The ABR offers it’s members a Buyer’s Rep publication that provides members with industry news and updates each month. In the February 2010 edition there’s an article written by Melanie McLane, who is both a broker and a residential appraiser. Her insight is very informative, so I want to share it with my readers. I have summarized her article below.
The work of appraisers has been turned upside-down over the last year due to changes in the industry forced on them by the mortgage crisis taking place nationwide. Most of the changes in policies, procedures, and regulations over the past year have been detrimental for the appraisal industry. This also causes problems for real estate agents and their buyers.
How did this happen? First, in 2007 New York Attorney General Andrew Cuomo filed a lawsuit against First American Mortgage charging they allowed WaMu (Washington Mutual) to improperly pressure appraisers who would appraise at the value needed. In March 2008 Fannie Mae and Freddie Mac agreed to adopt new loan appraisal policies. May 1, 2009 The Home Valuation Code of Conduct (HVCC) became effective for all single-family mortgages (except government-insured loans) delivered to Fannie Mae and Freddie Mac. Feb 15, 2010 was the effective date for HUD’s version of HVCC. November 1, 2010 the original HVCC agreement is set to sunset on this date.
HVCC was designed to improve the integrity of the appraisal process, but several unintended negative consequences have occurred. Appraisal Management Companies take about 40% of the fee from appraisers and expect the appraisals to be completed quickly. This is leaving many appraisers disgruntled. The AMC’s send out bulk requests and the job goes to whoever applies first, which might not be the best appraiser for that particular area. AMC’s, for the most part, remain unregulated in most of the country. To make matters worse, most AMC’s are owned by banks! So are they really a firewall between the lenders and the appraisers?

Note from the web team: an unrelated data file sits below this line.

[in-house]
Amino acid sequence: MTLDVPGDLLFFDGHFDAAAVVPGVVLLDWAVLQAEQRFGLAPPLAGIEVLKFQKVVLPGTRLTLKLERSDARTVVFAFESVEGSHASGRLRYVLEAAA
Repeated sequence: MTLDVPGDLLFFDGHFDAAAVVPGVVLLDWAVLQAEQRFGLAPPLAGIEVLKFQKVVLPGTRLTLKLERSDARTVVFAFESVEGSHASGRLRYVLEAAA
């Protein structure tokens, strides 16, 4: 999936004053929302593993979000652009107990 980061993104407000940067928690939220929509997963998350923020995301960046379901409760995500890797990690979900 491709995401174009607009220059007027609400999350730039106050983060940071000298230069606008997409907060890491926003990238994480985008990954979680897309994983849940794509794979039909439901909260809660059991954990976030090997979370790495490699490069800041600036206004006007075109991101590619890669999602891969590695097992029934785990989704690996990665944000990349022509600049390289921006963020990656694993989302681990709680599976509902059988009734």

So how does all of this affect you, the consumer? The quality of appraisals is down, so some buyers may overpay for houses. On the other hand, some appraisals are off in the other direction, causing sellers to lose money. Having an outside party AMC is actually slowing down the appraisal process and causing appraisals to take longer and closings to take longer.
You can learn more about HVCC at . I encourage my buyers to use lenders I recommend because I know those lenders because using a lender you don’t know anything about, could cost you your next home. Do not use internet lenders for a something as important as a mortgage! You can ask your lender, when looking for the best loan option, whether they use AMC or do they have an independent appraisal department. Also, how is the lender going to ensure an appraiser with geographic competency. Have local appraisers refused to work for your AMC and if so, why? These are all things you, the borrower, can ask your lender before they order an appraisal.
As a courtesy to my sellers, I include a list of upgrades for the appraiser. I also have the appraiser contact me to schedule the appraisal visit, so that I can talk to him and get his email address and send him a copy of the contract so he knows the purchase price. I also want to know if that appraiser is familiar with the area and has done appraisals in that area before. I want to be able to contact him directly if the house does not appraise in case he overlooked something.
The National Association of Realtors and others have been working to implement a moratorium on HVCC, but right now it is still set to go into full effect on November 1, 2010.

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